Defense attorneys and Leonard's lawyer, Mark Zaid, say the Justice Department's position is a stretch at best. Leonard never worked directly on the AIPAC case, they assert, and played no role in the decision to charge Rosen and Weissman with a crime. After the two men were indicted, government prosecutors met with Leonard for less than an hour in March 2006, to ask him if he would serve as a government witness to talk about the importance of protecting classified information. But when Leonard told them about the inconsistent ways in which national security information is classified, the prosecutors lost interest in using him as a witness and never contacted him again.

"It's an outrage" says Baruch Weiss, a defense lawyer representing Weissman, who is seeking to call Leonard as a witness in the case. "When they thought he might say what they wanted him to say, they said, 'Terrific.' When it turns out he's going to say something that is helpful to the defense, they say, "We're going to prosecute you for a crime.' I have never seen anything like this before."

Since then, defense lawyers have sought to subpoena Leonard, who, through his lawyer, Zaid, moved to squash the subpoena. The idea behind this legal back and forth was to force the judge in the case, T. S. Ellis III, to issue a ruling requiring Leonard to testify, thereby protecting him from criminal prosecution if he does. (Leonard had sought an ethics opinion from the Archives and was told he should seek a court ruling on the matter of his testimony.) There is no indication when Ellis might rule—or even when the AIPAC case might come to trial. Although it was scheduled to begin next month, lawyers say the date is certain to be moved back—most likely to next year—because of continued clashes over what national security secrets can be declassified and disclosed to the jury during the trial.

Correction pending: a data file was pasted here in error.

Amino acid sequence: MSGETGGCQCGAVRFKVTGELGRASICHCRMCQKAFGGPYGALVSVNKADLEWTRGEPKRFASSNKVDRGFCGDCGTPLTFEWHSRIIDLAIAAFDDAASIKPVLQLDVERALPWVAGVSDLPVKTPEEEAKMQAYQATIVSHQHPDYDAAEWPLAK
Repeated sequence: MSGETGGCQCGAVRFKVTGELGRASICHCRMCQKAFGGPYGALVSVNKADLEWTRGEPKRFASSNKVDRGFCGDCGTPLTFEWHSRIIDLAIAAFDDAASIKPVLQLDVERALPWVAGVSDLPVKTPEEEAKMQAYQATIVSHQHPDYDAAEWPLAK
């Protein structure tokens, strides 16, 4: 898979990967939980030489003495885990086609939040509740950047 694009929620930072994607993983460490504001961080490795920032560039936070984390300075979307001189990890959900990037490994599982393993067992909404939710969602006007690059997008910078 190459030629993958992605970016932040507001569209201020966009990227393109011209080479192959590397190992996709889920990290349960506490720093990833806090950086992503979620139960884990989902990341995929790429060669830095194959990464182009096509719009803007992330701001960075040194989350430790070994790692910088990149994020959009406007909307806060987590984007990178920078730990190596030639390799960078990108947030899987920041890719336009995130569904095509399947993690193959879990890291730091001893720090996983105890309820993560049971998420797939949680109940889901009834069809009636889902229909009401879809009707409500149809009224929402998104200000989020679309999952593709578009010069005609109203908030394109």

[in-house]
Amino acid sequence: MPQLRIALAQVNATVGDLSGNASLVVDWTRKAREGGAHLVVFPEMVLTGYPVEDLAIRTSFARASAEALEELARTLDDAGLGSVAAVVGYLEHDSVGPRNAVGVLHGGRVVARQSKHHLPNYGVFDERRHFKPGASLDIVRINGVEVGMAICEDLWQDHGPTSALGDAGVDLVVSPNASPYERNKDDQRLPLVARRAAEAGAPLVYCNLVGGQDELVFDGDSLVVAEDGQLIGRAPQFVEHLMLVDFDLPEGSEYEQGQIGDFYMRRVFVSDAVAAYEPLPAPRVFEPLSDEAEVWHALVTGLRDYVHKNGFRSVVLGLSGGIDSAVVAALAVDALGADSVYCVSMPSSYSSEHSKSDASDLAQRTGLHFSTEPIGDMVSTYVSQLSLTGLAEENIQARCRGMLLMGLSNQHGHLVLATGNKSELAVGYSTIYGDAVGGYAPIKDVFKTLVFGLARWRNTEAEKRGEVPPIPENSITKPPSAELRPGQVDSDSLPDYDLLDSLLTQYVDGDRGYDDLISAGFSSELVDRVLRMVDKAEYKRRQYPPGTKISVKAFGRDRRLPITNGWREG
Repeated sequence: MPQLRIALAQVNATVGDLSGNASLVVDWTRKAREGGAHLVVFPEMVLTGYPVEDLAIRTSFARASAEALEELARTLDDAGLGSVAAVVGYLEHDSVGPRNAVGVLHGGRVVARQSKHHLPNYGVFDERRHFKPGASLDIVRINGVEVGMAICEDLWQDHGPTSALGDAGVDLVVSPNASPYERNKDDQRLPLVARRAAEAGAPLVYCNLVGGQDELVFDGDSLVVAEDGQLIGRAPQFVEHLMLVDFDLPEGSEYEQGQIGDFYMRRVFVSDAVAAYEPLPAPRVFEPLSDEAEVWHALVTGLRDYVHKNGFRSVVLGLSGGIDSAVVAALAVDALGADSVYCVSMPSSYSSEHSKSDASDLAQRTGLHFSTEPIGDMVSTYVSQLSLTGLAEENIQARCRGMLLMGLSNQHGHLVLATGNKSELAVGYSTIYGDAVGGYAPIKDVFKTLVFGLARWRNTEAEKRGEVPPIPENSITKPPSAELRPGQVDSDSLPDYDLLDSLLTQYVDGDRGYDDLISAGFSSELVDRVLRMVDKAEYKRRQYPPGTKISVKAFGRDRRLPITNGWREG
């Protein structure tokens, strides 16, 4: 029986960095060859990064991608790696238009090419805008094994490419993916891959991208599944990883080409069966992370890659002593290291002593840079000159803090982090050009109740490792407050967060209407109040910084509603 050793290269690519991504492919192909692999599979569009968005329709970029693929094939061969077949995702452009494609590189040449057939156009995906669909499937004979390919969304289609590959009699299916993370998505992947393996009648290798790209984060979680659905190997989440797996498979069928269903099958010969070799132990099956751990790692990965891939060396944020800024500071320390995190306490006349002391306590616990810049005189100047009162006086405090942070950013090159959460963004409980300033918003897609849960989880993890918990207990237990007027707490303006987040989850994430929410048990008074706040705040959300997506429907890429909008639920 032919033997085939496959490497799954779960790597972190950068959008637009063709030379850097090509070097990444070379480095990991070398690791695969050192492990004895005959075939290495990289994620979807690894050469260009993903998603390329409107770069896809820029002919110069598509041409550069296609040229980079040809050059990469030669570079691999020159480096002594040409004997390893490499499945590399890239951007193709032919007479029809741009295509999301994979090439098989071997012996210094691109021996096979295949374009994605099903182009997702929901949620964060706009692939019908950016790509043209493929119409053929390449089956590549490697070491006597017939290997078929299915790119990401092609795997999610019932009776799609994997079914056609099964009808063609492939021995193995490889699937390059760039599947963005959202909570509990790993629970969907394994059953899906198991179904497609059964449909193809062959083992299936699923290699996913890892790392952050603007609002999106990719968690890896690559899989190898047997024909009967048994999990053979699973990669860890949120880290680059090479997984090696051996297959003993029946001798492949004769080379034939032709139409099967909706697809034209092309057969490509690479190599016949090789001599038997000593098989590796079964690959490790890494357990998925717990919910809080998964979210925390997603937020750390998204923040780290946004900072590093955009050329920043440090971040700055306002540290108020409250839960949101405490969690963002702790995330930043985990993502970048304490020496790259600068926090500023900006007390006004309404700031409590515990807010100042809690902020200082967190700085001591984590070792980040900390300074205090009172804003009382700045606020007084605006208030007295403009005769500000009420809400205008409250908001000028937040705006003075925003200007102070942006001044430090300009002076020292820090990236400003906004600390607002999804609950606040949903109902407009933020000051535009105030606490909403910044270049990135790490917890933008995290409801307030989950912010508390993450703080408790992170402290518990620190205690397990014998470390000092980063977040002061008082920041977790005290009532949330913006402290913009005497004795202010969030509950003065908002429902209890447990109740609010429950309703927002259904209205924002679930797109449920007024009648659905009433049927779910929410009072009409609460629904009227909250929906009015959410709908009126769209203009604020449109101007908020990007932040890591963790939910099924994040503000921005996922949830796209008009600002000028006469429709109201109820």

The case is being watched closely because of a decision by judge Ellis last year, in which he ruled that when the case does come to trial, current and former high-level government officials, including, Rice; former undersecretary of Defense Douglas Feith, and former deputy secretary of State Richard Armitage; must testify about their own conversations with the two former AIPAC lobbyists. The defense lawyers have said they want to call them and other high-level current and former Bush administration officials as witnesses. The lawyers want to show that the kind of conversations Bush officials had with the AIPAC lobbyists (about Mideast issues, including the terrorist ties of the Iranian government) were common.

This isn't the first time Leonard has been the center of controversy. Leonard become embroiled in a bitter dispute with Cheney's chief of staff, David Addington, when he sought to conduct a mandatory inspection of the vice president's office to determine if it was complying with an executive order governing the handling of classified information. Addington refused to provide Leonard's aides with access, claiming that the vice president's office was not covered by the executive order because, technically speaking, Cheney was not part of the executive branch. Addington argued that, under the Constitution, the only official function of the vice president was to preside over the Senate so therefore Cheney was really part of the legislative branch. When Leonard challenged Addington's creative argument and sought an official Justice Department legal ruling on the matter, Addington sent an e-mail suggesting that Leonard's office (and his job) be abolished. The dispute, which was made public last year by House Government Reform Committee chairman Rep. Henry Waxman, created an uproar. Ultimately, Leonard told NEWSWEEK, it was a "contributing factor" in his decision to resign after 34 years of government service.